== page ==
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A tall bike is an unusually tall bicycle, typically built for the purpose of fun and recreation, though with occasional practical use.

Modern tall bikes are most commonly constructed by individuals from spare parts. Two conventional bicycle frames are connected, by welding, brazing, or other means, one atop the other. The drive train is reconfigured to connect to the upper set of pedals, and the controls are moved to the upper handlebar area.

Alternatively, a bicycle can be built by inverting the frame, and inserting the forks from the 'wrong side', flipping the rear wheel, and adding a long gooseneck and tall handlebars, then welding a long seatpost tube to the 'bottom' (now the top) of the frame. This type of tall bike is made with only one bike frame, and is often called an upside-down bike rather than a tall bike, though the seat can be quite high, depending on the frame shape used. This type can be somewhat safer, as there is less tubing between the rider's legs and dismounting in a hurry can be easily accomplished.

Tall bikes are a popular mode of transportation for modern 'bicycle clubs' (SCUL, Rat Patrol, Zoobomb, Black Label Bike Club, The Winking Circle, C.h.u.n.k. 666, Cyclecide, etc.) and activist groups. They are also a mainstay among builders of Clown bikes, art bikes, Clown alleys and parade groups.

Practical uses Edit

Tall bikes can be used for general transportation and recreation, just like other bicycles. Regular tall-bike commuters note that both their increased visibility and the simple 'wow factor' give them a safety advantage in automobile traffic over 'short bikes.'[1][2] However, there are significant negative safety implications of not being unable to put a foot on the ground when stationary.


Historically, one of the first practical uses of the tall bike was as a late 1800s lamp lighting system, by which a worker would mount a specialized tall bicycle while equipped with a torch for lighting gas lamps. As the worker rode to each lamp, they would lean against the lamp post, light the lamp, and then ride to the next. Upon completing the circuit of lamps, an assistant would help the rider dismount.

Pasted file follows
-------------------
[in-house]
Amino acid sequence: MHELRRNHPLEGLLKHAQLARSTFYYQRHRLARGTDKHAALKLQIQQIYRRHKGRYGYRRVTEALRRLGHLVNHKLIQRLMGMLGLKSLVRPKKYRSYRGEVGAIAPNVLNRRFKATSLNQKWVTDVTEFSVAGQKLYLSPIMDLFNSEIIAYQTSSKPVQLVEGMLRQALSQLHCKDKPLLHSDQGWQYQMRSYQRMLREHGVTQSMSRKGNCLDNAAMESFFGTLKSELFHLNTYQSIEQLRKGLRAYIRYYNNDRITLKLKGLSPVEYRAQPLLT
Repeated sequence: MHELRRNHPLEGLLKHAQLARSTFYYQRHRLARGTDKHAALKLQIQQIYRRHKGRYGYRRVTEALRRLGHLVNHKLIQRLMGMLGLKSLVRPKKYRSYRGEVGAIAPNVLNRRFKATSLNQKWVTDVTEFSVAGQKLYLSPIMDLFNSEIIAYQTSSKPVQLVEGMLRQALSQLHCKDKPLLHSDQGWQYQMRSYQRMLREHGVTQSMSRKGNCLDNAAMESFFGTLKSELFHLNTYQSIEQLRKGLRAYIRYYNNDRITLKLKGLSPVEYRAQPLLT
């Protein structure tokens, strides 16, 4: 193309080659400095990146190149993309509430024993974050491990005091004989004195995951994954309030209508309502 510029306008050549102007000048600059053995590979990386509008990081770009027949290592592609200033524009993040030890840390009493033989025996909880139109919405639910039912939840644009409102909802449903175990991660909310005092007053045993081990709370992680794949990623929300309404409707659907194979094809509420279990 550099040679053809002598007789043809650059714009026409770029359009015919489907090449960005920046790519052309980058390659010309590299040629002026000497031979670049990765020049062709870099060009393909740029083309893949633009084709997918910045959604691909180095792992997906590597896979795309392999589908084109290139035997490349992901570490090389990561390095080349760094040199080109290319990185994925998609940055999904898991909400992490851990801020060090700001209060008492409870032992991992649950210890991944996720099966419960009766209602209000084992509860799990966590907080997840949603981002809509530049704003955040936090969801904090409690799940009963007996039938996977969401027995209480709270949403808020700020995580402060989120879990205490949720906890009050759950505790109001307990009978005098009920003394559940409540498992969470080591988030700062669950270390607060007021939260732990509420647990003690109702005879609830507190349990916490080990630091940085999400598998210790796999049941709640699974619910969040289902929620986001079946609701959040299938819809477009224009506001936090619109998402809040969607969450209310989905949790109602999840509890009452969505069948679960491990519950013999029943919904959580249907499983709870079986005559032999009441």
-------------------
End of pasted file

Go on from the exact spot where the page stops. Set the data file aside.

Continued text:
In Bugbrooke, Northamptonshire, England The Clark Brothers in the 1950s built tall bikes to get to work when it flooded. These bikes they called 'Flood Bikes'. They have been on BBC TV and did a Welsh language programme on them."The bikes could have been up to 20 feet tall,"said one of the Clark Brothers.

Sporting Edit

Tall bike jousting is a popular sport among bicycle hackers, and is commonly considered to have been introduced by Jake Houle and Lil' Bob of the Hard Times/Black Label Bike Club. Combatants arm themselves with lances, and attempt to score points by dislodging the other rider. Rules vary by area, and with the mood of the combatants. Like all jousting games, participants consider it a sport where honor plays a role and dishonorable wins are frowned upon.

Jousters create lances that vary from simple PVC pipe and foam devices that are flexible, soft, and relatively safe, up to wooden or metal lances that may be quite dangerous. Regional rules vary, some specifying flaming lances for effect, or glass containers attached to the end, the goal being to break the glass container in order to score points.

Design considerations Edit

Tall bikes present some interesting design considerations, and different localities tend to have different methods of dealing with them.

One consistent issue is that the seat tends to end up in line with, or behind, the rear axle, which creates a powerful tendency to lift the front wheel of the bicycle on acceleration. Some bicycle builders simply accept this tendency, but others solve the problem by moving the seat post forward, lowering the handlebars, or by using a smaller wheel in front, typically a 24" instead of a 26".

Stability can also be negatively affected, and enhancements such as extended wheelbase by welding extensions on the front and rear dropouts can benefit stability. Contest holders often place restrictions on such modification to prevent unfair advantages.

See the bicycle and motorcycle geometry and bicycle and motorcycle dynamics articles for more on these issues.

ReferencesEdit

  1. Chicago Magazine, July 2006, page 58
  2. Chicago Tribune, May 19, 2005, At Play section, page 1

See also Edit

External linksEdit

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